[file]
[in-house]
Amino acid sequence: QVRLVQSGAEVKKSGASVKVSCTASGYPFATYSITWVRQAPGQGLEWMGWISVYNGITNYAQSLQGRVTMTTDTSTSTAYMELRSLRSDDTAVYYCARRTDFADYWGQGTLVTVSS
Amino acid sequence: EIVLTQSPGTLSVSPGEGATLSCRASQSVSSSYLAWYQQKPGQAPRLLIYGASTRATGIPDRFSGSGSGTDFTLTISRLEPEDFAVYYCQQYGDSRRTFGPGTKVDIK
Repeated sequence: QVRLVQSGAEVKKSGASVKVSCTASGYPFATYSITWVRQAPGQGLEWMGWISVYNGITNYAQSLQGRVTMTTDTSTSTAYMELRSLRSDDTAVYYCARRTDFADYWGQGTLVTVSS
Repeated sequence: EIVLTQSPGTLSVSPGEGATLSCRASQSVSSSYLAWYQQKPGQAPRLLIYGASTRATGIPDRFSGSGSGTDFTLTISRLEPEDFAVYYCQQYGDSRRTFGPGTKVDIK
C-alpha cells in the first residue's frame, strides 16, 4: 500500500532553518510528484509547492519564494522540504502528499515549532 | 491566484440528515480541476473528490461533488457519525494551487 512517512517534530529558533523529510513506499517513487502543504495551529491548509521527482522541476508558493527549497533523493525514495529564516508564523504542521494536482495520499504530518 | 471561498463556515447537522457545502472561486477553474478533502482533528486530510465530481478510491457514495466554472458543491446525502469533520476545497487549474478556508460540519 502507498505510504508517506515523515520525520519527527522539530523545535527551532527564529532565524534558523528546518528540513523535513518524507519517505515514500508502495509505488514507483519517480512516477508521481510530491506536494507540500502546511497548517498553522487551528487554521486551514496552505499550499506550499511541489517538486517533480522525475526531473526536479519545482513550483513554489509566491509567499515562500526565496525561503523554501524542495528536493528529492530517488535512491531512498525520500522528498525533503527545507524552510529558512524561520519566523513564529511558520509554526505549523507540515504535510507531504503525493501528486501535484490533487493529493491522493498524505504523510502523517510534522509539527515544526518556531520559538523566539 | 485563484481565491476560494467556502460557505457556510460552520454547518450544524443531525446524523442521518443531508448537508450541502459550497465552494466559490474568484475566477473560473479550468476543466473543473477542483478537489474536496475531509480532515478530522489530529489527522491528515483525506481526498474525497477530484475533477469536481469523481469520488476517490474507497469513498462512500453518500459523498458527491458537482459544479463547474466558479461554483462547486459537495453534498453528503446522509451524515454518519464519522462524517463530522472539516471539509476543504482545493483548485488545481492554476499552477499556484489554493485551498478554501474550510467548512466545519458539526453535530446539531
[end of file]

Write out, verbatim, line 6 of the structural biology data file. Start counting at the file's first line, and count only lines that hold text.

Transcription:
C-alpha cells in the first residue's frame, strides 16, 4: 500500500532553518510528484509547492519564494522540504502528499515549532 | 491566484440528515480541476473528490461533488457519525494551487 512517512517534530529558533523529510513506499517513487502543504495551529491548509521527482522541476508558493527549497533523493525514495529564516508564523504542521494536482495520499504530518 | 471561498463556515447537522457545502472561486477553474478533502482533528486530510465530481478510491457514495466554472458543491446525502469533520476545497487549474478556508460540519 502507498505510504508517506515523515520525520519527527522539530523545535527551532527564529532565524534558523528546518528540513523535513518524507519517505515514500508502495509505488514507483519517480512516477508521481510530491506536494507540500502546511497548517498553522487551528487554521486551514496552505499550499506550499511541489517538486517533480522525475526531473526536479519545482513550483513554489509566491509567499515562500526565496525561503523554501524542495528536493528529492530517488535512491531512498525520500522528498525533503527545507524552510529558512524561520519566523513564529511558520509554526505549523507540515504535510507531504503525493501528486501535484490533487493529493491522493498524505504523510502523517510534522509539527515544526518556531520559538523566539 | 485563484481565491476560494467556502460557505457556510460552520454547518450544524443531525446524523442521518443531508448537508450541502459550497465552494466559490474568484475566477473560473479550468476543466473543473477542483478537489474536496475531509480532515478530522489530529489527522491528515483525506481526498474525497477530484475533477469536481469523481469520488476517490474507497469513498462512500453518500459523498458527491458537482459544479463547474466558479461554483462547486459537495453534498453528503446522509451524515454518519464519522462524517463530522472539516471539509476543504482545493483548485488545481492554476499552477499556484489554493485551498478554501474550510467548512466545519458539526453535530446539531